Below is the first chapter of my book, Adaxial.
March 11, 2013
A short story I wrote for a contest:
July 9, 2009
This is my most recent short story. I just finished it yesterday. It is about Michael Telfer, his relationship with a girl named Jane Warner, and what happens because of that relationship.
It’s about 4500 words. I’ll post it here for your reading pleasure:
July 9, 2009
This is a (very) short story I wrote a few years ago, in 2006. It was a spur of the moment kind of thing, and I have never edited it. I’m not sure it’s any good, but if you’re interested in reading it, I’ve posted it here. It’s only 800 words, so it’ll probably take longer to open than it will to read.
March 23, 2009
It’s been about five years since I last spoke with Doug Robinson. He had more hair then, and fewer wrinkles. We’re talking in the council chambers inside the Town Hall. The room could easily double for a courtroom – it has a pair of raised chairs at one end that look as if a judge should be sitting there with a witness to a crime on his right. In the center is a large table.
Robinson is sitting at the table, telling me about Parrsboro. His eyes light up as he talks about the town he’s been the mayor of for 13 years. They’re still the same bright blue they’ve always been, the same as the waters of the Minas Basin that Parrsboro sits on. He could, and does, talk for hours about his town with little prompting necessary. He’s Parrsboro’s biggest fan, and he wasn’t even born there.
He was born and raised on a farm outside of London, Ontario. He spent 36 years in the navy, reaching the rank of Major before retiring and moving to Parrsboro with his wife, who is from the area. Looking for something to do during retirement, he ran for town council and eventually became the mayor. He’s now in the beginning of his fourth term as mayor, and is just as enthusiastic and optimistic as I remember.
The realtors office is up for sale.
December 6, 2008
This is a soundscape that I made for my radio journalism class. It follows some interesting characters through a drunken night in Parrsboro NS. It has a few flaws, but I’m still rather happy with it. Saturday Night in Parrsboro
December 6, 2008
The game is Rum Runner. You put in your coins, place your bets, and take a chance on winning something. Every so often a message appears on the screen. “You almost won $250” it says, or some other amount of money. The chance of winning is small, as everyone knows, but it doesn’t stop people from playing. And it certainly hasn’t stopped people from losing.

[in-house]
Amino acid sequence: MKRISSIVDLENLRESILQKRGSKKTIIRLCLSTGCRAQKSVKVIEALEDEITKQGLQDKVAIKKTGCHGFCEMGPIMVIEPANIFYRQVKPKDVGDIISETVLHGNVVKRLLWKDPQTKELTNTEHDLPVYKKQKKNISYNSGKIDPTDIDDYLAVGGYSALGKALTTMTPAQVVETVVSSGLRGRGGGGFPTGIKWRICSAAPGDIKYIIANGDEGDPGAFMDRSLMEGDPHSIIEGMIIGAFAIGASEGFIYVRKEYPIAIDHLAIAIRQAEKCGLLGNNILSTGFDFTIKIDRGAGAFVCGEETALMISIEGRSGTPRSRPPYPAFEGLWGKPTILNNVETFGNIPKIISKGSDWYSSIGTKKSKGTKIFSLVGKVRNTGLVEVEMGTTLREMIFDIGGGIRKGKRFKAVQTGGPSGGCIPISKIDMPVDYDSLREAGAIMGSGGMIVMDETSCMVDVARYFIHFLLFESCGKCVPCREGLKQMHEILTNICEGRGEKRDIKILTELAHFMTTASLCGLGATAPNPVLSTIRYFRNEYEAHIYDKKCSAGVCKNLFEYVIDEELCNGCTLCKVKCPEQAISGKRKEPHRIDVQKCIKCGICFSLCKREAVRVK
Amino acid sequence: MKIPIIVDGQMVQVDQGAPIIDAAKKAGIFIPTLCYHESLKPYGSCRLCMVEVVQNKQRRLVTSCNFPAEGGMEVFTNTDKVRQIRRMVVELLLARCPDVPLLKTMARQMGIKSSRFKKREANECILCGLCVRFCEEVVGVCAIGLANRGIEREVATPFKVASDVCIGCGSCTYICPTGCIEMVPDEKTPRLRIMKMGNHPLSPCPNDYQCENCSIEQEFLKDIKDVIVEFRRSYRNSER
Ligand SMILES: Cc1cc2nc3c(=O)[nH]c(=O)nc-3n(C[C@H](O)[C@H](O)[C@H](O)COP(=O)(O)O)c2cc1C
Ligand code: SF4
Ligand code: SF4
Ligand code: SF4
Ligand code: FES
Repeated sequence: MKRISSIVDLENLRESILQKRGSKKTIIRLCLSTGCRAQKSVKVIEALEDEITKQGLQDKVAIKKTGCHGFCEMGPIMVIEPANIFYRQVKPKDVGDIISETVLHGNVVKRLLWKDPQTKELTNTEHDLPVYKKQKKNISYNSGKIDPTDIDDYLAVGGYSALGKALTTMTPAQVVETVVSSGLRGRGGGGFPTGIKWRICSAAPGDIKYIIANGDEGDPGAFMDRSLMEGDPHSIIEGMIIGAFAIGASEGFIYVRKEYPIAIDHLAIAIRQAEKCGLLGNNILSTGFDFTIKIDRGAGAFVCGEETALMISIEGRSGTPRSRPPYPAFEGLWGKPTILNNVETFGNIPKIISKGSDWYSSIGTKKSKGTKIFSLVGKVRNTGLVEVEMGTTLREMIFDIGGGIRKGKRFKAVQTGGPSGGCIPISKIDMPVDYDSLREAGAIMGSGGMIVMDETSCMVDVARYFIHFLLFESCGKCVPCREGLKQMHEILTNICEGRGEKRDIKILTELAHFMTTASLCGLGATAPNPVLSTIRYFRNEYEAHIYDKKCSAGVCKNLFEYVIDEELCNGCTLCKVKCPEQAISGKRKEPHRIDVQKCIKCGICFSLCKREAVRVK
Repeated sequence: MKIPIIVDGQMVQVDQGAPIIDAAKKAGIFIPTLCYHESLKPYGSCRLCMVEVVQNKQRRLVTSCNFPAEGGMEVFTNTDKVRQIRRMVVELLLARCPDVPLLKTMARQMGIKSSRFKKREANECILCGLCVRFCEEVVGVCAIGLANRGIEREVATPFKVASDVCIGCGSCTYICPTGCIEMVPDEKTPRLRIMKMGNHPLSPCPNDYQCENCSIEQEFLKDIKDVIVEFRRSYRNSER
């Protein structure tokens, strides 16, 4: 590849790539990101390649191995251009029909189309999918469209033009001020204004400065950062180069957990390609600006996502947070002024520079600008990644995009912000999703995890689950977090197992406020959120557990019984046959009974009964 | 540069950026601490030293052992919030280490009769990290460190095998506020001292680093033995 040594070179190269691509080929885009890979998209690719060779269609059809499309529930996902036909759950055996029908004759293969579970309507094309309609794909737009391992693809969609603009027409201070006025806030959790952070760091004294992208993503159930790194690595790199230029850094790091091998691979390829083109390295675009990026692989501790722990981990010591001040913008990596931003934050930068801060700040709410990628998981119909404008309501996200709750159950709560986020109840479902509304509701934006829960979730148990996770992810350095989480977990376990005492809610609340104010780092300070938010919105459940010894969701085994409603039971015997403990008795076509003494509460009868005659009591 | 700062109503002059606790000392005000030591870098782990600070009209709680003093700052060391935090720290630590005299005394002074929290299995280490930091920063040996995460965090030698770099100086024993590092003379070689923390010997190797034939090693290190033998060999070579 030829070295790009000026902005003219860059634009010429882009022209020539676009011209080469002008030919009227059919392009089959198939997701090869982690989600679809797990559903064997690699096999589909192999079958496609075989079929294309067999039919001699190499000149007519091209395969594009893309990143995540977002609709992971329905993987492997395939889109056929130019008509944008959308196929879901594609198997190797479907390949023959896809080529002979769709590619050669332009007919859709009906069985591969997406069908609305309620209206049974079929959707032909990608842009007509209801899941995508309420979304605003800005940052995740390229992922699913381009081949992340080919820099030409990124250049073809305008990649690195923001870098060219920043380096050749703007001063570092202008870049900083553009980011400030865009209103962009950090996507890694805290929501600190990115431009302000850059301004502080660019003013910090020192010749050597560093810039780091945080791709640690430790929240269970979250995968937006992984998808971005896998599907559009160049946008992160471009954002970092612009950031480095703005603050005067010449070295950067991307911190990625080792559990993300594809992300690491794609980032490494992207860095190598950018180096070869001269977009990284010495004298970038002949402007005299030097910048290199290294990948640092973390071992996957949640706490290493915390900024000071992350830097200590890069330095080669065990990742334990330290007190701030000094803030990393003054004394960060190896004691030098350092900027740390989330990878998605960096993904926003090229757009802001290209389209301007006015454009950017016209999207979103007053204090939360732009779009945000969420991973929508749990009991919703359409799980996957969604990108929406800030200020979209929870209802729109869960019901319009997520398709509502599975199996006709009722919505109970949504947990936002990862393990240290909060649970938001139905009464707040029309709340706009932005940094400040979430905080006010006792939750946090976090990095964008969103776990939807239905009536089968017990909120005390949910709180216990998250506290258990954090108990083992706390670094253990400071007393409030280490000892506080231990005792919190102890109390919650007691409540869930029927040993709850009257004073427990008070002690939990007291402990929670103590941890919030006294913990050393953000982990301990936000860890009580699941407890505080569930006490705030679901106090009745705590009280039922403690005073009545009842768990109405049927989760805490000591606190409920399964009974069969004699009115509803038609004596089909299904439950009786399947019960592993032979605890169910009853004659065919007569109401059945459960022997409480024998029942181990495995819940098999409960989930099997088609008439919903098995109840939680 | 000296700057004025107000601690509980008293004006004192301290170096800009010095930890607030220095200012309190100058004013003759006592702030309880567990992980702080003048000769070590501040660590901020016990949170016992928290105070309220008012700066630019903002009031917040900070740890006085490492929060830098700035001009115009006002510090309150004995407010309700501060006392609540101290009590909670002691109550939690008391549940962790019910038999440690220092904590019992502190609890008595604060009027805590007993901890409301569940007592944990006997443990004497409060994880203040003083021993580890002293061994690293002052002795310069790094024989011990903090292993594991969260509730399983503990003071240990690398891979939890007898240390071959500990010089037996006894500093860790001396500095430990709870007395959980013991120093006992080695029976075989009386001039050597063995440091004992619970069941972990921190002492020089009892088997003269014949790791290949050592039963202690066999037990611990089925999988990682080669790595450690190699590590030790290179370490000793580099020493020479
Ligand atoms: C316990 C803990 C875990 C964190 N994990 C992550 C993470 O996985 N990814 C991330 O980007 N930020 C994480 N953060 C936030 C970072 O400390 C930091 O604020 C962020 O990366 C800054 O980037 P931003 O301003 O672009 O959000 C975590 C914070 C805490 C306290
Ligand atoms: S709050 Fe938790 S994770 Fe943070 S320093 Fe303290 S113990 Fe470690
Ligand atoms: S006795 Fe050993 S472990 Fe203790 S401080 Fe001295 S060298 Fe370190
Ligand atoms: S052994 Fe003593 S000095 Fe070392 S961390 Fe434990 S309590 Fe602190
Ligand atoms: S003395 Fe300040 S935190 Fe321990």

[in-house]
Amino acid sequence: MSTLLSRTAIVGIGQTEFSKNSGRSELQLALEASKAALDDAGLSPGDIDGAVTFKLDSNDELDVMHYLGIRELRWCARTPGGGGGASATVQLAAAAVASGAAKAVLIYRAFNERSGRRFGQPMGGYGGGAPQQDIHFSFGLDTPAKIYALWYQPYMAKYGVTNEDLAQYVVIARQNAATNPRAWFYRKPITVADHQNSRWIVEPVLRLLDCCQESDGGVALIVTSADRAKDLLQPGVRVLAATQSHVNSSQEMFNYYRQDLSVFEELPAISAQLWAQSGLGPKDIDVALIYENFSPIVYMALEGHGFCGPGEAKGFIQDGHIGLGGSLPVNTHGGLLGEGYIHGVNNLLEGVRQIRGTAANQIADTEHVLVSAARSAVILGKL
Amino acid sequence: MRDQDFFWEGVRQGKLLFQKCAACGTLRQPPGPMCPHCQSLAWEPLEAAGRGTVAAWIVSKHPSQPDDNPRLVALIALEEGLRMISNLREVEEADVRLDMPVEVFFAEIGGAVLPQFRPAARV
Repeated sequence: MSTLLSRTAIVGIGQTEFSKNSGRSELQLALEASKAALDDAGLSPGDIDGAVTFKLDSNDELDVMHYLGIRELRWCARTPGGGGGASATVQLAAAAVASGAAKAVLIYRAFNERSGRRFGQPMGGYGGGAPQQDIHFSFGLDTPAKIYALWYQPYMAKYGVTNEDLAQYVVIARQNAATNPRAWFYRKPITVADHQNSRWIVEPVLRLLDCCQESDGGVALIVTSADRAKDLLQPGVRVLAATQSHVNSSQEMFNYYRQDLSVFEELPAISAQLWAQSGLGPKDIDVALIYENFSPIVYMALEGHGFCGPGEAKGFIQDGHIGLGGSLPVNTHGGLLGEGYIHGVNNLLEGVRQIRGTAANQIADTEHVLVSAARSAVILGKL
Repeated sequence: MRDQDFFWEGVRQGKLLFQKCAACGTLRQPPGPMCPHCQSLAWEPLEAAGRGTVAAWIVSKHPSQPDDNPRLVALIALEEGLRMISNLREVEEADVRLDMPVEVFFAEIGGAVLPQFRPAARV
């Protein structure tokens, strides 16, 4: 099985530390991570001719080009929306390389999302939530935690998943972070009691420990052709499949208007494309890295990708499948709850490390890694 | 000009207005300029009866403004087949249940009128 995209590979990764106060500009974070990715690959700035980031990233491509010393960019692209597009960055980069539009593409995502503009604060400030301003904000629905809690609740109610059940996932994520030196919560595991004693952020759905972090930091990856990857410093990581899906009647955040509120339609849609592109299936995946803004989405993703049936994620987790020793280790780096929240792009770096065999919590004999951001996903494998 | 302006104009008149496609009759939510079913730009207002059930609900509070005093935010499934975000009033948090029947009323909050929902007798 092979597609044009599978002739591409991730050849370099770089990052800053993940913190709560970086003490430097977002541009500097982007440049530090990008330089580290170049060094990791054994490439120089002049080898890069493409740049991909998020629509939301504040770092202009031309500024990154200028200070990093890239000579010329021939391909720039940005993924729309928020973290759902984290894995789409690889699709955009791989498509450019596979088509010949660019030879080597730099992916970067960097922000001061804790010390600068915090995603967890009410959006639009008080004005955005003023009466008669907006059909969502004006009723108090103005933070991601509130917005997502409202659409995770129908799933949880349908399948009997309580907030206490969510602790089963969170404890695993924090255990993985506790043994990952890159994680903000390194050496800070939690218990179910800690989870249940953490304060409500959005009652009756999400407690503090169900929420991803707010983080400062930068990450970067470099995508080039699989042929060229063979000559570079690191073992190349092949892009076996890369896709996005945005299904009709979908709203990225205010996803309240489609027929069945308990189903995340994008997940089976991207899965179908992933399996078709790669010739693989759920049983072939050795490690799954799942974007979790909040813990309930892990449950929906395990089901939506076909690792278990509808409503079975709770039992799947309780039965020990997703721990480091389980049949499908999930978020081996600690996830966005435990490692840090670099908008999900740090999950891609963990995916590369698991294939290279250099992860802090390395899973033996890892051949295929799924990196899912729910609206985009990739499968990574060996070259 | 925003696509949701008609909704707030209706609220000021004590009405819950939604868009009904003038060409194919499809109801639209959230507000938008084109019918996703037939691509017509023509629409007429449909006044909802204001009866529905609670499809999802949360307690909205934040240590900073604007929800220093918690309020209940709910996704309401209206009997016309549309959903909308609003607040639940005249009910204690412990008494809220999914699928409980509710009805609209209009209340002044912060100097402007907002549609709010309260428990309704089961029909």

And losing a lot. VLT’s are a big source of revenue for the government in New Brunswick, and all that money has to come from somewhere, but it isn’t from the pockets of winners.
The government isn’t the only one to profit from these machines – the owners of the restaurants and bars that have them also get a percentage of the money from the machines. But that’s going to change by 2009. Under a new government policy, restaurants will lose any VLT’s that they currently have.
The idea is that VLT’s should only be in age-restricted areas, like bars and casinos. Restaurants aren’t age-restricted, so they shouldn’t have video lottery machines in them that can be accessed by underage kids.
So, the government is going to take all VLT’s out of restaurants in the province, while largely leaving alone bars and other establishments that are open to people over the age of 19.
But how will this affect those restaurants that are losing their machines?
Kathy Evans is the manager of Pizza Twice on Priestman Street.
“Well, we only get a small percentage of the revenue to begin with, but we will be losing some revenue, so we’ll just have to find ways to recoup that,” she said.
Sites that have VLT’s only get 20 per cent of whatever amount comes out of the machines, while the government keeps about 60 per cent. The rest goes to the Atlantic Lottery Corporation.
Pizza Twice is between two high schools – Fredericton High, and Ecole St. Anne. The bulk of their business comes from the lunch hour rush of students looking for a slice of pizza.
“I always have to keep an eye out that the kids who come in here don’t try and play the machines, not unless they’ve got the money to pay the fine we’ll get because of it. So, I guess that it’ll be a relief that we won’t have to watch out for them anymore, once they take them out.”
There aren’t many people who come to Pizza Twice just for the VLT’s, Evans says. But those who do are about the only thing she’ll miss when the machines are gone.
“The regulars who come here are usually nice to talk to, especially on slower days, but when they [the VLT’s] are taken out, they’ll probably stop coming. That would probably be the only sad thing about losing them.”